At this point, my mom, sister and I are looking at the distance from the 2nd floor bathroom window to the ground outside. If you’ve ever waited for emergency vehicles to arrive in a panicked situation, you’ll know that the seconds feel like hours. I remember running through my head how long it would take a police officer to get into his car, turn it on, and get to our house without traffic. The whole experience probably only last several minutes, but felt like eons.
Here is where I have a memory lapse. I have no memory between looking out the bathroom window and sitting on the living room couch laughing–yes, laughing–with the police officer. The man who came through the window was arrested, and the officer was calmly explaining to us the situation of him being chased. I, strangely, was cracking jokes. Go figure. For years, the name Officer Plum stuck in my memory, but I wrote this off assuming I had made it up. It sounds like a character from Clue. Lo and behold, I googled the name in the Plainfield police list, and there he was. Officer Plum to the rescue.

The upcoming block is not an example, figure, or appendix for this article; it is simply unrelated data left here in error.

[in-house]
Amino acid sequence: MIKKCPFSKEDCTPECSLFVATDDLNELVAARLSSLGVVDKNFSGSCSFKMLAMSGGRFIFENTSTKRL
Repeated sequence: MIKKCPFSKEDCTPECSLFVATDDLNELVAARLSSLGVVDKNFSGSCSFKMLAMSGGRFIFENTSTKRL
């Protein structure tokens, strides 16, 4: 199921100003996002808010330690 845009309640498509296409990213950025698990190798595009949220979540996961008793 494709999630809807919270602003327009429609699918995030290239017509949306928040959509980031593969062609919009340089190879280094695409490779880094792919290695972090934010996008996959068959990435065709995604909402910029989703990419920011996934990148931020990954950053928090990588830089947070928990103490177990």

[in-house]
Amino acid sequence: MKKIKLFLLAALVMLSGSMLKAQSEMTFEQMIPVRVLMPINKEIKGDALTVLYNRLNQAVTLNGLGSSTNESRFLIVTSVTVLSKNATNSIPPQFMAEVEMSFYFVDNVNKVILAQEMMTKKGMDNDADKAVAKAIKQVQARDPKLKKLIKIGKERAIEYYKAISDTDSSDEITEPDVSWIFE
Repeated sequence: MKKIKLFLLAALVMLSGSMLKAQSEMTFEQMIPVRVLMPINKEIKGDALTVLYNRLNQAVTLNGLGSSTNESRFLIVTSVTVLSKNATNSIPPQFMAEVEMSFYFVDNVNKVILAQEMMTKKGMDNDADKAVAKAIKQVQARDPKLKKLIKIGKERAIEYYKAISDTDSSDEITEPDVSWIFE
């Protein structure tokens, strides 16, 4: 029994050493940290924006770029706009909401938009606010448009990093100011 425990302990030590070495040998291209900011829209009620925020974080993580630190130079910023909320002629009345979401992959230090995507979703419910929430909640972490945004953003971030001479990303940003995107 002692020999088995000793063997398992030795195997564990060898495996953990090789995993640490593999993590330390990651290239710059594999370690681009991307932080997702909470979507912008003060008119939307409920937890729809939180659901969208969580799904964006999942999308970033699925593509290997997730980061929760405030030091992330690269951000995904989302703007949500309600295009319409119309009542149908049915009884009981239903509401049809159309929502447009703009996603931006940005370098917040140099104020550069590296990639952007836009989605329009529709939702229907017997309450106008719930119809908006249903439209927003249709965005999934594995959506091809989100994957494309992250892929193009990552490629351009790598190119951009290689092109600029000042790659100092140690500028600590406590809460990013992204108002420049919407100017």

This break-in was one of four (the others of varying degrees and situations) that occurred in our final four years of living there. Our house went on the market weeks later but we didn’t manage to sell the house until 1998. The four years that followed is the time period I will spend many more years trying to wrap my head around. It’s strange how one event, one that left us relatively unscathed, would be the catalyst for a curse that would take over a decade to shake. It would take me years to feel comfortable in a house by myself, even during the day. The cats jumping off the counters no longer sounded like cats. I walked down the steps with a pencil in my hand at every creak in the house’s old wooden frame. I still check the doors several times before falling asleep.